Harley Davidson, which has been embroiled in an off-again, on-again battle with President Donald Trump over moving some of its production overseas, yesterday lowered its expectations for global sales this year, continuing a downhill trend as it fails to attract younger riders to its century-old “hogs” in the U.S. and European markets.
“The Milwaukee-based motorcycle maker … expects to ship 212,000 to 217,000 bikes worldwide this year. That range is 5,000 lower than the company’s previous forecast -- and well short of last year’s total of 228,051. If Harley’s downbeat outlook holds, it will be the fifth straight year of declines for the company, whose sales peaked at 267,999 bikes in 2014,” Carleton English writes for the New York Post.
On the positive side, Harley “reported stronger sales in China and other Asian markets and said U.S. sales should improve in the second half of the year, positive news that offset a cut to its full-year motorcycle forecast and sent shares up 5.3%,” Reuter’s Rajesh Kumar Singh writes.
CEO Matt Levatich “credited the performance to the company’s decision to set up a plant in Thailand to serve the Southeast Asian market as well as China. The decision had drawn flak from both … Trump as well as Harley’s labor unions. The move, however, has allowed the American icon to circumvent the region’s tariff barriers and price its bikes more competitively, resulting in a 77% jump in sales in Southeast Asia during the June quarter,” Singh adds.
“We are in a tough environment,” Levatich tellsThe Wall Street Journal’s Austen Hufford and Micah Maidenberg. “It’s going to take time. We are very confident that what we are doing is working.”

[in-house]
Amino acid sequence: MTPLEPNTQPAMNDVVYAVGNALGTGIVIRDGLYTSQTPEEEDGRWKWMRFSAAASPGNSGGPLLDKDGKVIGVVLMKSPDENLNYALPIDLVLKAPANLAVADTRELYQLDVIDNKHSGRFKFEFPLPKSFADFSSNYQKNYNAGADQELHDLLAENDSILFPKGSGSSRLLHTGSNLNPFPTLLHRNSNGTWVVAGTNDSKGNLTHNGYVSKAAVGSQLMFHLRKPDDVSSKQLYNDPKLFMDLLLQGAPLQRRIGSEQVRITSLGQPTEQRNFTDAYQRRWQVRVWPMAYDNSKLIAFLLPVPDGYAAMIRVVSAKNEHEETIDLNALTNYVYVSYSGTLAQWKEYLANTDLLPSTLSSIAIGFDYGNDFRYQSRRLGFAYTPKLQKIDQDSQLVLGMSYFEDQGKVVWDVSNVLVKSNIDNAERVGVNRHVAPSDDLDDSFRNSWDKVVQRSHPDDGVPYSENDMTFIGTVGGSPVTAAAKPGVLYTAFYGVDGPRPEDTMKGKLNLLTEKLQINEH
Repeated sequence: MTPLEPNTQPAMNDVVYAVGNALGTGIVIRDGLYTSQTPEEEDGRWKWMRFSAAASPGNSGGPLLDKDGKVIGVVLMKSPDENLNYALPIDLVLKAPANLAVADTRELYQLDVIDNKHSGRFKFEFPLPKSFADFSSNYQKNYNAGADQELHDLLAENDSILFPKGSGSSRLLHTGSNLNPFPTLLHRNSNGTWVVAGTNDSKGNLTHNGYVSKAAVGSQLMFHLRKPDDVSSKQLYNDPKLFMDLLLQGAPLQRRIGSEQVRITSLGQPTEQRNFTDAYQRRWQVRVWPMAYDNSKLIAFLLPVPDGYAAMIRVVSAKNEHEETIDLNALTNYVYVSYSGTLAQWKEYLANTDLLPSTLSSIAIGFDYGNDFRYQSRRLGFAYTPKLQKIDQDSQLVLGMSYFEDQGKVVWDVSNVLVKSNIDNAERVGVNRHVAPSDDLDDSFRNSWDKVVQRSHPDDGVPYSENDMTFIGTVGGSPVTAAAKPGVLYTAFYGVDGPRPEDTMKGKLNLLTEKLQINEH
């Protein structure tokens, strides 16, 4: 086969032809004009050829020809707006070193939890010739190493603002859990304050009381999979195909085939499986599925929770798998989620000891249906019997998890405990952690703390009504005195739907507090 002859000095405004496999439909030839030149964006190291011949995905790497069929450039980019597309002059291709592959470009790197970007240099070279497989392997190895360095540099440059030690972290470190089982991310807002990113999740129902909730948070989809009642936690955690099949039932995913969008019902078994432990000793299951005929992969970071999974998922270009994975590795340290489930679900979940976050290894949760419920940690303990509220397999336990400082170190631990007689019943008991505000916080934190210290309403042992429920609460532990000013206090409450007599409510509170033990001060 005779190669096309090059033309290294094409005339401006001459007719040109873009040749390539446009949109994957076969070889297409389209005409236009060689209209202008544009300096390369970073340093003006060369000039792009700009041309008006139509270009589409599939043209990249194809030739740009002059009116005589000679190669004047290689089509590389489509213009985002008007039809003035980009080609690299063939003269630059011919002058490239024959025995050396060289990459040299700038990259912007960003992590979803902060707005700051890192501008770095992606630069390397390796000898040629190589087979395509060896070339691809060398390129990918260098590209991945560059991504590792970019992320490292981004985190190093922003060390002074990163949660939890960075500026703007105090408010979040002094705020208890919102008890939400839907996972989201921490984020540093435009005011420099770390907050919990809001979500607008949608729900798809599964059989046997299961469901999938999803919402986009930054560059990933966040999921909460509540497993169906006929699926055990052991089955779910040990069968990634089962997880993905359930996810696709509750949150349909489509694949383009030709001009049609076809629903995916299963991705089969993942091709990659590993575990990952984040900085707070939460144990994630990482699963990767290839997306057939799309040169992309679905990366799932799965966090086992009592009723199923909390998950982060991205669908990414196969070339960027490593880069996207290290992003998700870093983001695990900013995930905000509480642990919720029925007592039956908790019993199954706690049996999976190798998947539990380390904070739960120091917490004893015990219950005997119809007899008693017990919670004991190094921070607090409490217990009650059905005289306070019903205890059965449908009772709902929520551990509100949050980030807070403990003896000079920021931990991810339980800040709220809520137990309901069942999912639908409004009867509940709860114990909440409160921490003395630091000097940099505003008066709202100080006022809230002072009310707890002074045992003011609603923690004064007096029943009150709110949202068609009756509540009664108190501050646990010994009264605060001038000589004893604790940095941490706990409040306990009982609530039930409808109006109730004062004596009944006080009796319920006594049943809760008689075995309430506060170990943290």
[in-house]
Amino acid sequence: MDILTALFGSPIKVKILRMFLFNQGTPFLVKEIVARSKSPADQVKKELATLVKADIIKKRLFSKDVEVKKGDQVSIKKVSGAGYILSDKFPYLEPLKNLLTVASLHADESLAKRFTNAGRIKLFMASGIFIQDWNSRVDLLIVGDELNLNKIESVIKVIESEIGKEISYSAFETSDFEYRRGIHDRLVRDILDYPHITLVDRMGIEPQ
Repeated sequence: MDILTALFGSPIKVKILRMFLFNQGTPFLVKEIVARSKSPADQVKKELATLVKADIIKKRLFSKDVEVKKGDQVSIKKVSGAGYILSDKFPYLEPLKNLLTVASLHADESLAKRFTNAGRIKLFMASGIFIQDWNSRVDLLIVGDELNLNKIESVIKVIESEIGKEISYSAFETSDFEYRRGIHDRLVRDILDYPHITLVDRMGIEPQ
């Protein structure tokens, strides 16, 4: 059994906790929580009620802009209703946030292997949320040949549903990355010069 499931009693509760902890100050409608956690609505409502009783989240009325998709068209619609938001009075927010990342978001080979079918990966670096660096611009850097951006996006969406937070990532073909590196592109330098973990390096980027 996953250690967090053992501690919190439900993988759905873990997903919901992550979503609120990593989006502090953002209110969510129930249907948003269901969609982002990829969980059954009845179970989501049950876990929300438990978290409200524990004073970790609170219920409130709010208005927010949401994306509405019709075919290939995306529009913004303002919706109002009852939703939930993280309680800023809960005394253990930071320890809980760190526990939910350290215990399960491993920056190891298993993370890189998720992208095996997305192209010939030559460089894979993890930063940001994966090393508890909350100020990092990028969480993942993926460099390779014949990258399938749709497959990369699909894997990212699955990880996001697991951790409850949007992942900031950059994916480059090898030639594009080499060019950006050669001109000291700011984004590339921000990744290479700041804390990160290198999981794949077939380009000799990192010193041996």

“Harley wants to sell half of its motorcycles overseas by 2027, up from 42% last year. It is introducing new models including an electric-powered motorcycle, racing-style sport bikes and so-called adventure bikes that can be used on an unpaved trail as well as a paved street. The company expects to release its $30,000 all-electric motorcycle, called the LiveWire, in September,” Hufford and Maidenberg continue.
“Harley’s financial troubles are nothing new, but its focus on other, non-U.S. markets is. The company has pushed to gain more market share in China and the rest of Asia -- places where motorcycles are much more of a part of everyday life. … Levatich has stated in the past the company plans to eventually derive half of Harley's revenue from outside the U.S.,” Kyle Hyatt reminds us on CNET’s Roadshow blog.
Hyatt surmises that Harley’s optimism for the rest of the year is rooted in expectations for Livewire, which will be its first electric vehicle.
“The Livewire situation is one that could honestly go either way for HD. The motorcycle is expensive, unlike any of its other bikes in terms of riding dynamics and performance, and of course it’s electric -- though we did really like it when we had it out on the roads of Oregon. If its core demographic fails to embrace the model once the tech-savvy early adopters get their preorders, Harley’s outlook could become less sunny in a hurry,” Hyatt continues.
That core demographic, though, has been more the source of Harley’s woes in recent years rather than the solution to its sales slump.
“The bottom line is that they continue struggle with baby boomers and it’s not enough to offset the declines we’re seeing,” Edward Jones analyst Brian Yarbrough tells CNBC, the network’s Elijah Shama writes.
“Bigger bikes are falling out of favor with younger riders. Sales of the industry’s largest bikes, with engines of 601 cubic centimeters or bigger, fell 4.9% in the second quarter versus a year earlier, Harley said. All but one of the 36 models it sells are at least that big with some hogs weighing in around 1,000 pounds,” Shama reports.
“They need to see better growth with middle-aged and young people and their smaller bikes. They need to offset their 600cc-plus declines,” Yarbrough says.
“I’ll give them credit. They’re not just sitting on their hands and waiting for things to change. Some of the things they’re trying are starting to work. The million dollar question is whether that’s enough to stop the sales decline,” Yarbrough adds.